“Goodbye, Snaug” reinforces the notion that simultaneously recalling the past and envisioning the future will forge new paths in a post-colonial discourse (Barca 379). Taylor’s “Petropaths” conveys this message more explicitly than his previous entries in Your Chief thus far. The story follows an Indigenous man who travels through time. Echoing Wells’s The Time Machine (1895), “Petropaths” suggests that the way we shape the future depends on how well we understand our past and our commitment to learning more (Taylor 107). Focusing solely on what had been lost means we forget what we still have— or could have, if we choose to rediscover it (Taylor 107).
The rest of Your Chief emphasizes the following themes: consciousness heightening perspective, the prospects of empowerment, and unexpected results. “Superdisappointed” satirizes Hugo Gernsback’s Ralph 124C 41+ (Rabkin) with its Indigenous superhero, who reveals the unsettling truth about life on reserves and the dangers of their subpar living conditions (Taylor 120-35). Finally, “Your Chief” is comparable to Murray Leinster’s “First Contact” (Leinster et al.) in its optimism. Contrasting with “Inappropriate Armageddon,”, the eponymous story maintains that encountering other humans does not necessarily guarantee a repeat of history, and can instead lead to an appreciation of new cultures (Taylor 136-46).
For Indigenous writers, it is imperative that they also embrace an inclusive approach to literature. This principle stems from their belief that all interpretations are valid and worth investigating (Barca 380). Discoursing with eco-activists is instrumental to the development of lore. Readers, upon engaging with the content, are theoretically motivated to advocate against projects that devastate the environment (Barca 380). The readership is at the front of the storytelling process; they can create meaning and therefore reach conclusions the author may not have initially considered when conceptualizing a given narrative (Barca 380).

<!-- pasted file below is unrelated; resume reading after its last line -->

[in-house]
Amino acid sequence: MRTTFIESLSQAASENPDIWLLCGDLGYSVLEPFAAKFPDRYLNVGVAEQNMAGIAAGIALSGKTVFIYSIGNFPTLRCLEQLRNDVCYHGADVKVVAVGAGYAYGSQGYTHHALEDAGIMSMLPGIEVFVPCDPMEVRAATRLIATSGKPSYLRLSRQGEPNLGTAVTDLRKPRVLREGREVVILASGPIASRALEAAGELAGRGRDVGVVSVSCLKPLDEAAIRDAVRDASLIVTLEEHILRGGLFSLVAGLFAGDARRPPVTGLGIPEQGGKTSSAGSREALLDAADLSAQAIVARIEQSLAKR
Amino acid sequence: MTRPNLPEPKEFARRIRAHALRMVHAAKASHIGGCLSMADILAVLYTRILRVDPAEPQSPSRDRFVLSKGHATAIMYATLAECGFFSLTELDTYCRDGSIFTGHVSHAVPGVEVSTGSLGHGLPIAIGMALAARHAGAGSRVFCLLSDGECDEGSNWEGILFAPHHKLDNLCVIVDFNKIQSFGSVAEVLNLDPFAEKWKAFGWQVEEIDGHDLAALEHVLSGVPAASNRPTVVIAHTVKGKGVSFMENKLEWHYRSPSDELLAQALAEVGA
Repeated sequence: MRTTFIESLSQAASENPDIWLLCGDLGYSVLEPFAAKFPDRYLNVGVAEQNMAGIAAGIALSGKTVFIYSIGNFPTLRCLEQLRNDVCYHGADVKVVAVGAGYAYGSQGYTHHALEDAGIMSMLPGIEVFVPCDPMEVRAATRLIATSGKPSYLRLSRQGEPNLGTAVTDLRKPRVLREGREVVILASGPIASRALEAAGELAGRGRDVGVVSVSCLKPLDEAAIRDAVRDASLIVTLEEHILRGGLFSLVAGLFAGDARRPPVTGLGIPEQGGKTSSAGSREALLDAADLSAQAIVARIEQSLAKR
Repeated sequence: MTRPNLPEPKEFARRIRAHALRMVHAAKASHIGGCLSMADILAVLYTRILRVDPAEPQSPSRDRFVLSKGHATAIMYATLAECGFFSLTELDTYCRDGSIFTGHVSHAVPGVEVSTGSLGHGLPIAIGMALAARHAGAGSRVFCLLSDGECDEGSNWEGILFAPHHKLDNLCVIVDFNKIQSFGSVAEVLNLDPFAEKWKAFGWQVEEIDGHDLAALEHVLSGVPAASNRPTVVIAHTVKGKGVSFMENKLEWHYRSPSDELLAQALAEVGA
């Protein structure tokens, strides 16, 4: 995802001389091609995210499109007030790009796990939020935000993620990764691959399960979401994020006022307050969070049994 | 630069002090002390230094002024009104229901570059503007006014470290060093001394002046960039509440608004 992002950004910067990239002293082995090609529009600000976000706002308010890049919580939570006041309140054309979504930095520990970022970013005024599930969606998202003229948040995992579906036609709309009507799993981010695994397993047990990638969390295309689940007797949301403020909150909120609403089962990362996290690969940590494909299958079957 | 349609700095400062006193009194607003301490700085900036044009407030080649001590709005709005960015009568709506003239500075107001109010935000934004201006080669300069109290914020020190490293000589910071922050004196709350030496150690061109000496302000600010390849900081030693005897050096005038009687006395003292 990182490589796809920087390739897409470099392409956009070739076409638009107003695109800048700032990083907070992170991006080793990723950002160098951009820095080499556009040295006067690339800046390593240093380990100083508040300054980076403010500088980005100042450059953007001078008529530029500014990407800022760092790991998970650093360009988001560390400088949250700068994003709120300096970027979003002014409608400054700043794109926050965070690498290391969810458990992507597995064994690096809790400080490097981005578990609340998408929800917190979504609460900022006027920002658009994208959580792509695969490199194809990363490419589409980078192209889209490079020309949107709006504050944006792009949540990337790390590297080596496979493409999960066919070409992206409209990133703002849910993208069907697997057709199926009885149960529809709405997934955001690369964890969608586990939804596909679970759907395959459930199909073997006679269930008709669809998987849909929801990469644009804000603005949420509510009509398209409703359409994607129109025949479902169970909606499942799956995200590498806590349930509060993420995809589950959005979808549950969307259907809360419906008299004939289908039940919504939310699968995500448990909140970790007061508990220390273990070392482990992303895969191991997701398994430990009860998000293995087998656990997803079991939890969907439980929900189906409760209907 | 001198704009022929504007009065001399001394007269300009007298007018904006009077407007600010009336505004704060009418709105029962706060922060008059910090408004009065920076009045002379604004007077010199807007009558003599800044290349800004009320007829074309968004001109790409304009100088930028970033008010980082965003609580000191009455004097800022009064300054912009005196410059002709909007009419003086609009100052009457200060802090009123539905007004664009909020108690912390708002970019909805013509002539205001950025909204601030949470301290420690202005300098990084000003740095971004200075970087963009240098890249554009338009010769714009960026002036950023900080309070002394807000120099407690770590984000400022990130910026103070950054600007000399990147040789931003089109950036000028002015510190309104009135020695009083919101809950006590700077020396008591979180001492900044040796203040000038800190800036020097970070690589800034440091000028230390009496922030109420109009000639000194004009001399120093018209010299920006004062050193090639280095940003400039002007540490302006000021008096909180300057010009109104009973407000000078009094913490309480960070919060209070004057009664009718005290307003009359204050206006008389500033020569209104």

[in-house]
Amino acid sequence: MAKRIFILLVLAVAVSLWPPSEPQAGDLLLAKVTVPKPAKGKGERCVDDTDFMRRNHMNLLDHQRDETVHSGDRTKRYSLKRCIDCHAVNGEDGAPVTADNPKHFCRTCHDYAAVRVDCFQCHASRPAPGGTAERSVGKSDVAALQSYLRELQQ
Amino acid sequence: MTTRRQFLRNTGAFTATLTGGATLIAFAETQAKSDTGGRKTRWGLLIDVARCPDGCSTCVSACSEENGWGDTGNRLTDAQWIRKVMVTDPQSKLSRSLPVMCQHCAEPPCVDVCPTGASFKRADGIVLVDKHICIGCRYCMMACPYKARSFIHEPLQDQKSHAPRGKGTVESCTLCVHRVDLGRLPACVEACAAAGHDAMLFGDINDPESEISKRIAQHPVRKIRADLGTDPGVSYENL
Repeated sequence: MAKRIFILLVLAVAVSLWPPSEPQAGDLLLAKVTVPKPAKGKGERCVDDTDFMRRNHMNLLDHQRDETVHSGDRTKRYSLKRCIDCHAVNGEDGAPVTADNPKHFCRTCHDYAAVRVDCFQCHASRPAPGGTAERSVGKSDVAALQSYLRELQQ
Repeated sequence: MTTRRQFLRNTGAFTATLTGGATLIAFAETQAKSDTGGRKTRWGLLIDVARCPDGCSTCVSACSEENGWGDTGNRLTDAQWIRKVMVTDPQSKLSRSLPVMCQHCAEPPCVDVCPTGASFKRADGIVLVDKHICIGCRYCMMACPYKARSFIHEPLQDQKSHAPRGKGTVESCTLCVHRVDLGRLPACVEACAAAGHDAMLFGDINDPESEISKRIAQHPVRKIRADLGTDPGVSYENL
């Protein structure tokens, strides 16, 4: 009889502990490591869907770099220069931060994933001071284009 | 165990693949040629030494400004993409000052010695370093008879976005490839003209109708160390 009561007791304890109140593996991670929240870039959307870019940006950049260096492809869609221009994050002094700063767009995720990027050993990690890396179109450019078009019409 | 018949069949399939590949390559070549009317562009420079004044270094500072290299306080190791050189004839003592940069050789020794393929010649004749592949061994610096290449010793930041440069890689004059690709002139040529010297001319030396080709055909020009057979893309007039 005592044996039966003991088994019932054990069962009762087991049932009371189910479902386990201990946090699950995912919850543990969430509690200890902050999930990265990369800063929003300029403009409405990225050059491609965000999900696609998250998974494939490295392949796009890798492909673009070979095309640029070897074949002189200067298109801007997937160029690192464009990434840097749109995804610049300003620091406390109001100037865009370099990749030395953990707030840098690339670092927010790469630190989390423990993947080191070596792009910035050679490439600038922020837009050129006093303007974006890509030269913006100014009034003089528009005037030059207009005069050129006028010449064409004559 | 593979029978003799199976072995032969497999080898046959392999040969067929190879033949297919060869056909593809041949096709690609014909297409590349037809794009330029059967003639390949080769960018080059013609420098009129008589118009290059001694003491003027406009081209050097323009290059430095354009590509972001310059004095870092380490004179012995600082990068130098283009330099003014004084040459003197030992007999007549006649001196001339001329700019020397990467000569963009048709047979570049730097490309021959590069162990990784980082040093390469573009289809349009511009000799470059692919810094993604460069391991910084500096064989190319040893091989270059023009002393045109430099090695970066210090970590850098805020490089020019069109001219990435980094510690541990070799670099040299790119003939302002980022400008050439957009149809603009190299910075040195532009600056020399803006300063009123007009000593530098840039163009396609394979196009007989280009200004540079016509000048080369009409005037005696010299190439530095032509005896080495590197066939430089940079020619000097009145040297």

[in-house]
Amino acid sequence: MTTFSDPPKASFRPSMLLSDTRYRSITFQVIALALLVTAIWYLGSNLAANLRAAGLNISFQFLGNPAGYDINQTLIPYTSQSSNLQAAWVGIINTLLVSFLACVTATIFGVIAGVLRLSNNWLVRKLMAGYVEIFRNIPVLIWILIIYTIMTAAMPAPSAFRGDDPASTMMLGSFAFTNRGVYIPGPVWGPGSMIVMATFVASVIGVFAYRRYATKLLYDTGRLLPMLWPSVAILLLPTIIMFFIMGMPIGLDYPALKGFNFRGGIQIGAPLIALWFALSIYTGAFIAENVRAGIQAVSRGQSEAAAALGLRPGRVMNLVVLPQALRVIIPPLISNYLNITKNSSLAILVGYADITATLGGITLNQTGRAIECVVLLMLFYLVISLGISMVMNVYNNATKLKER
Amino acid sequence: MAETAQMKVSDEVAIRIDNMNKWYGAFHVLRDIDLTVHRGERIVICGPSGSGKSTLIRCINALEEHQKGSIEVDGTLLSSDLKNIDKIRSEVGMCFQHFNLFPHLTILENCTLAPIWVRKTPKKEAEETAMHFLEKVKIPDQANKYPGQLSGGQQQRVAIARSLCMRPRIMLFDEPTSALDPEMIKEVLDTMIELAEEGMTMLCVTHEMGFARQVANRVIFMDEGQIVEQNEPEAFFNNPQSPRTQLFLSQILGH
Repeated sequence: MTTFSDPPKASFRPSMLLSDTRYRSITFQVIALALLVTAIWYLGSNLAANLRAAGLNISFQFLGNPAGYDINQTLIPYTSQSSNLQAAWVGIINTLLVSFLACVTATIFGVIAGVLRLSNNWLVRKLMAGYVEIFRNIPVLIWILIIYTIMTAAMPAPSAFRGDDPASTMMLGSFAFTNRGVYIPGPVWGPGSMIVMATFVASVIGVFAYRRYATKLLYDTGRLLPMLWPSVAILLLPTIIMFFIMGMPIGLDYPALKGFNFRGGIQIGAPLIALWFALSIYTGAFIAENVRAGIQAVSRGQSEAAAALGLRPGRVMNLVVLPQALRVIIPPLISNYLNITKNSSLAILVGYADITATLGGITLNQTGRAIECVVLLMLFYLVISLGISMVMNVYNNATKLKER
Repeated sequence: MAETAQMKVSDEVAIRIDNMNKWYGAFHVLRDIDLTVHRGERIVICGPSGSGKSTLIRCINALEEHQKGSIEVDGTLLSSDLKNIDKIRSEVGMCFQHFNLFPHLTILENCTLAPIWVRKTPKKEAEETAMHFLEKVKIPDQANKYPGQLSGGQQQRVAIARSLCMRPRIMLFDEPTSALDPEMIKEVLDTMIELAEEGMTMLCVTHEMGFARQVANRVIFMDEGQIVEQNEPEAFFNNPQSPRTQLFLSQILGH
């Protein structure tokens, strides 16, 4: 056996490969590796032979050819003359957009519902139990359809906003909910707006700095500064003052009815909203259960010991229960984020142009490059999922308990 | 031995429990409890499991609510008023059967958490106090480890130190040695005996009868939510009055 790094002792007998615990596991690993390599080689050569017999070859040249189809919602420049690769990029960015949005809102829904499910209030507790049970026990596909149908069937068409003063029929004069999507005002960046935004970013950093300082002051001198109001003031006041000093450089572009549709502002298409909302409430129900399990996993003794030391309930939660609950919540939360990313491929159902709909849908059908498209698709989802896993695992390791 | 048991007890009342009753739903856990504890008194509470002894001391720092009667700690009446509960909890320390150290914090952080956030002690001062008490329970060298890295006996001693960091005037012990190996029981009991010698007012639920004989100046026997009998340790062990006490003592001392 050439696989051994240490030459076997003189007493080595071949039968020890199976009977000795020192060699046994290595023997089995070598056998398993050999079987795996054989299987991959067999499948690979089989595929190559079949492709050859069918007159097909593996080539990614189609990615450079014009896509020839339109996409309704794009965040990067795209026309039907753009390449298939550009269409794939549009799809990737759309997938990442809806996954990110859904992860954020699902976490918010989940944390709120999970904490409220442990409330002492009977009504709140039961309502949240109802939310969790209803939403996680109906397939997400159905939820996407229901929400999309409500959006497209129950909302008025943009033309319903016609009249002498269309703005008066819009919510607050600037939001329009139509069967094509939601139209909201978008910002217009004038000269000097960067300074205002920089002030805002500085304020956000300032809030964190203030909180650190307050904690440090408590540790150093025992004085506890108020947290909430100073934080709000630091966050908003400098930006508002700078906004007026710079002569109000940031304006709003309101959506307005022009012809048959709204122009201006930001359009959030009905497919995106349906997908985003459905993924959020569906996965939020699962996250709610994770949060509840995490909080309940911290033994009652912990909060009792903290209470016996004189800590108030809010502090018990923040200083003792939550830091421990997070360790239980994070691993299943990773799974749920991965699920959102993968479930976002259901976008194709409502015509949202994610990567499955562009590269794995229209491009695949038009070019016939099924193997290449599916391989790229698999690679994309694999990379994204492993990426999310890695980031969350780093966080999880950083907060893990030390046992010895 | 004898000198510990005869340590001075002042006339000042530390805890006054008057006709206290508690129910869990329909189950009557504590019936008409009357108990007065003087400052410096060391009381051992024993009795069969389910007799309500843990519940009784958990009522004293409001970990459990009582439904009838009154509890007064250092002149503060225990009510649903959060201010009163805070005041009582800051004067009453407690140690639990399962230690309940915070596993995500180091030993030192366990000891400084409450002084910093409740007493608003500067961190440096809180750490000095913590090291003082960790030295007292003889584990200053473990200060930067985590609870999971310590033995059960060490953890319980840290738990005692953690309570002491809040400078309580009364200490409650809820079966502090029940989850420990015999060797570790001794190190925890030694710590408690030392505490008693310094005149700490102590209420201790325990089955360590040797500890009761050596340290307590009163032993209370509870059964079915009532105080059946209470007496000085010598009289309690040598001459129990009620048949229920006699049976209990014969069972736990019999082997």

Highway subverts interpretation in “Hearts and Flowers,”, but he nevertheless provides a transformational experience to the reader like the other stories cited in this paper. He marries sonata forms with Indigenous insight to tell a story about the declining mistrust of colonial sympathizers toward Indigenous communities (Barca 380). Their skepticism ceases to exist when Daniel symbolically invites one of the teachers, Mr. Tipper, to immerse himself in the real lives of Indigenous peoples through the movements of his sonata (Barca 380). The sonata explains, develops, and recapitulates the significance of this narrative. It should be noted, however, that the coda points to the hope of a new direction for all the attendees at the festival (Barca 380).
Highway, like Taylor and Maracle, believes that literature is intended to change the way humans view the world and those who are seemingly different from them. There are high hopes that these stories can help stimulate dialogue and apprehension between divisive societies (Barca 380).
In public and academic spheres, literature is regarded as an empowering tool for Indigenous writers. The power of language aids them in bridging gaps between Indigenous and non-Indigenous spaces, particularly in the pursuit of environmental initiatives (Barca 381). Indigenous authors of all ages and genders are exploring their unique relationships with the world. This goal reminds all humans that we do not own the Earth, but rather the Earth owns us (Barca 381).
Ethical consideration is relevant to the construction of a transcultural understanding because it affects whether indigenized texts are viewed as world literature or not. Indigenous writers value and structure their narratives around the importance of preserving our planet. As with the colonizers and the colonized, there is tension between old and new canon that must be resolved with a transformative set of standards (Hitchcock). Taylor’s Your Chief finds itself in the middle of this divide. The book implores us to not forget what had transpired during colonization, but it does not neglect the work to be done for the victims of intergenerational trauma. Although Indigenous readers may be burdened with reminders of their harrowing past, Your Chief nonetheless upholds the possibilities for their emancipation, honour, and vigour.